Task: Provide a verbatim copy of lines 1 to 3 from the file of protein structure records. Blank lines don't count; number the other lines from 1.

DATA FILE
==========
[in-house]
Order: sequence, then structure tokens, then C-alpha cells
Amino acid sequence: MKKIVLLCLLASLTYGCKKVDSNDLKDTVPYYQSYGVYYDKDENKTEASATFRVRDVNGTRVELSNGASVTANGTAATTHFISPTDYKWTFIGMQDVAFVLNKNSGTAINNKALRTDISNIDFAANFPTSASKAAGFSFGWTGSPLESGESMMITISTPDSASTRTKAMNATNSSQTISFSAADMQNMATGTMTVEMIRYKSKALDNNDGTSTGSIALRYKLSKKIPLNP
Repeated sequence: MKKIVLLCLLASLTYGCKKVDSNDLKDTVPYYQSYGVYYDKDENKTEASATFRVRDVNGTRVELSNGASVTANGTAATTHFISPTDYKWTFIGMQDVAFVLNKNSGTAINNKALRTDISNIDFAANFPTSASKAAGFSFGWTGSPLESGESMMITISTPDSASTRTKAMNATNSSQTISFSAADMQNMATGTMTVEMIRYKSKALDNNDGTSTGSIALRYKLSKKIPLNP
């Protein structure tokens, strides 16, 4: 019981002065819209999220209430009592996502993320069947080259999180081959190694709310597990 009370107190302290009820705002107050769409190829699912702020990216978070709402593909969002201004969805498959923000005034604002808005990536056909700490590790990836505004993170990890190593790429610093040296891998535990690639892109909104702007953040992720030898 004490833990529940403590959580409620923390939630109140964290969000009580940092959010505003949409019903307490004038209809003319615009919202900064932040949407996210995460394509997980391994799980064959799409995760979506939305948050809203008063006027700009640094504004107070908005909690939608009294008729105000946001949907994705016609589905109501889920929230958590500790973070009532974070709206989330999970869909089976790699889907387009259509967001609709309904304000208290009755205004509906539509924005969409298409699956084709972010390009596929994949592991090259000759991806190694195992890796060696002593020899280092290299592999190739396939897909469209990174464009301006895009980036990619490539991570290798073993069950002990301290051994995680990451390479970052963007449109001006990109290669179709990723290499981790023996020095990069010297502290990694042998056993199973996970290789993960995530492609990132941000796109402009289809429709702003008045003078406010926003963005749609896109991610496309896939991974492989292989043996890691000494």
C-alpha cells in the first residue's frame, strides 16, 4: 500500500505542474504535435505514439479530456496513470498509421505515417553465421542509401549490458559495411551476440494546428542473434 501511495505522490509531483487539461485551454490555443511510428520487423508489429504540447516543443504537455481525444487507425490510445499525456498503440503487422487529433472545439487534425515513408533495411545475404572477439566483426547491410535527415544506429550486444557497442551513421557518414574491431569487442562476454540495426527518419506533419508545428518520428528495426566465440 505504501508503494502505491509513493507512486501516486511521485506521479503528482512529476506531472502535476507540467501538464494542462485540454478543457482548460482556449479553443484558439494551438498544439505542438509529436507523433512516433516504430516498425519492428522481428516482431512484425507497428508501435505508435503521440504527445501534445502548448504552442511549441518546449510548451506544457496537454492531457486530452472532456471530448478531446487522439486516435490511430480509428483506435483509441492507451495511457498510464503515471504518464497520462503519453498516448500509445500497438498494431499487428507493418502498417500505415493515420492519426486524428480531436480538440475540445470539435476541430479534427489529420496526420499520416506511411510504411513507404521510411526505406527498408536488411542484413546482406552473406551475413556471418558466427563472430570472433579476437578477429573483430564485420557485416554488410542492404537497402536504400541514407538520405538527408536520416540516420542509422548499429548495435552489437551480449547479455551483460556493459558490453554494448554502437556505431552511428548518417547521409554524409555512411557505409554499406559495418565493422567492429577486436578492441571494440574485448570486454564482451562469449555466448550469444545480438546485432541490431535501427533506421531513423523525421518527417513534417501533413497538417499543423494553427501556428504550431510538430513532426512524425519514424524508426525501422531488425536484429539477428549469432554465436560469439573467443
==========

[in-house]
Order: sequence, then structure tokens, then C-alpha cells
Amino acid sequence: MKKIVLLCLLASLTYGCKKVDSNDLKDTVPYYQSYGVYYDKDENKTEASATFRVRDVNGTRVELSNGASVTANGTAATTHFISPTDYKWTFIGMQDVAFVLNKNSGTAINNKALRTDISNIDFAANFPTSASKAAGFSFGWTGSPLESGESMMITISTPDSASTRTKAMNATNSSQTISFSAADMQNMATGTMTVEMIRYKSKALDNNDGTSTGSIALRYKLSKKIPLNP